2. The depth of the between the surface and a straight edge held against the surface shall not exceed 3 mm. 
  3. The depressions are formed on the rough surface of the stone in rough tooling with a punch chisel and a mason’s or club hammer at close intervals and to a depth of about another 3 mm to form a series of parallel ridges (see figure 6).
  4. The stone shall be checked with a straight edge for the requirement given above.
Punched dressing
Fig 6: Punched dressing

6. Closed Picked Dressing

  1. A punched dressed stone is further worked to obtain a finer surface, ridges, or chisel marks leftover being very tiny. 
  2. The depth of the gap between the surface and a straight edge kept over the surface shall not exceed 1.5 mm.
  3. It is dressed with a pointed chisel and mason or club hammer by forming small pits of about 3 mm depth to obtain a finer surface, the ridges, or chisel marks leftover being tiny.

7. Fine Tooling

  1. A fine tooling stone is obtained by further dressing of closed, picked surface so that all the projections are removed, and a fairly smooth surface is obtained.
  2. The surface shall have 3 to 4 lines per centimeter width depending on the degree of hardness of stone and degree of fineness required. 
  3. Fine tooling dressed stone is very commonly adopted for ashlar work.
  4. The stone received from the quarry shall be closed picked and then fine tooled with a serrated or claw chisel and a mason or club hammer. 
  5. By this operation, all the projections caused in the earlier stages shall be removed and a fairly smooth surface obtained.
Fine tooling
Fig 7: Fine tooling.

Finishing Procedure for all type of Dressed Stones

Once the dressing of the stone is completed as per the desired level and shape, it is further finished by following two procedures-

1. Dragging or Combing

The dressed stone is further worked by dragging the coarse drag backward and forwards until the tool marks are eliminated.  This may be followed by second drag and fine drag according to the degree of evenness required.

2. Polishing

  1. The polishing of stones shall be done by rubbing them with a suitable abrasive, wetting the surface, where necessary, with water.
  2. Alternatively, polishing of stones shall be done by holding them firmly on the top of the revolving table to which some abrasive material like sand or carborundum is fed.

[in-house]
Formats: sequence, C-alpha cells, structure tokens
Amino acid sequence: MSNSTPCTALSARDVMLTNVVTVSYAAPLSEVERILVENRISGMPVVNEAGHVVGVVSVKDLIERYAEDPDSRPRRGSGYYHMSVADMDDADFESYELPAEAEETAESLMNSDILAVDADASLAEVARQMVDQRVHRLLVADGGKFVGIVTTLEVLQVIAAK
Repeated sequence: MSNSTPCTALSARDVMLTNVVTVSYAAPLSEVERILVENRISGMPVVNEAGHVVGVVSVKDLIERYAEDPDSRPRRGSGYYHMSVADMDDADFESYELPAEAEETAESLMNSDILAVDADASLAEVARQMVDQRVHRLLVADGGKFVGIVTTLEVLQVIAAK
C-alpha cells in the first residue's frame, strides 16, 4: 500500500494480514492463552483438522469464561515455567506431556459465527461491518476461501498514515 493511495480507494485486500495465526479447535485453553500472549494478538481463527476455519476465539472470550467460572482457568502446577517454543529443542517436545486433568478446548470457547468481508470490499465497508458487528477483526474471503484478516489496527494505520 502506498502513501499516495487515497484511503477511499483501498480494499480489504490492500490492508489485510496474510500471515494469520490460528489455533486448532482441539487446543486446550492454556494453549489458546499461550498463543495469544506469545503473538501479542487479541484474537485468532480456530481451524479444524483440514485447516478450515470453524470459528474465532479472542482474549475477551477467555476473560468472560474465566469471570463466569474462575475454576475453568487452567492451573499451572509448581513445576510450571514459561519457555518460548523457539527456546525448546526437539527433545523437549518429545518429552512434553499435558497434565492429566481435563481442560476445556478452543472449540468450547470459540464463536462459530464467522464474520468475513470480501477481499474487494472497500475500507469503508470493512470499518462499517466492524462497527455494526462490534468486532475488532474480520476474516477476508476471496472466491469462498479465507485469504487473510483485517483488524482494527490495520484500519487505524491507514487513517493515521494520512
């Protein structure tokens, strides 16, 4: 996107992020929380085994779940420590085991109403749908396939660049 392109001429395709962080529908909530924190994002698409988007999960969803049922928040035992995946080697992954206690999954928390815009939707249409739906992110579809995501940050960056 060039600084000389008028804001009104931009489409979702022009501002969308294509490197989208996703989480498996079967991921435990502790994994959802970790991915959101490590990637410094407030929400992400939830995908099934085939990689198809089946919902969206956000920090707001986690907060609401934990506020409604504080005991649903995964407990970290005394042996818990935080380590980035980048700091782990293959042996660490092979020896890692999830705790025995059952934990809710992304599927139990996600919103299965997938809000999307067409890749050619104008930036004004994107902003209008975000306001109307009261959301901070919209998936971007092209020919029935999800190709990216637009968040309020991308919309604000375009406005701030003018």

3. The final polishing shall be performed by a rubber or felt, using oxide of lime called by trade as ‘putty powder’ as a polishing medium.

FAQs on Dressing of Natural Stone

What is Dressing of Stone?

The naturally available stones from the quarry are in irregular shape and size. In order to bring them into the desired shape, size, and finish, they are dressed, and this process is called Dressing. Dressing of natural building stones provides a good appearance and makes them useful for masonry works.

What are the types in which the natural stone can be dressed?

The natural stone can be dressed, chiseled, and worked into many shapes, sizes and finishes are per the requirement. The types in which the natural stone can be dressed are listed below-
1. Pitched Faced Dressing
2. Hammer Dressing
3. Rock Face Dressing
4. Rough Tooling
5. Punched Dressing
6. Closed Picked Dressing
7. Fine Tooling

What type of dressed stone is used in Ashlar Masonry?

Fine tooling dressed stone is generally used in the construction of ashlar masonry.

What are the uses of rock face dressed stone?

The rock-faced dressed stones are used in buildings as quoin stones in the corners of brick masonry or rubble masonry and in the plinth to give an appearance of strength and solidity. 

Read More:
1. Dressing of Stones with Different Finishes for Masonry Works
2. 10 Types of Stones Used for Building Constructions
3. 12 Commonly Used Building Stones – Their Properties and Uses

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Fasi Ur Rahman

Fasi Ur Rahman

EDITOR
Fasi is a Civil Engineer associated with Project Management Consultant for Tumkur Smart City Project in Karnataka, India. He is the author, editor, and partner at theconstructor.org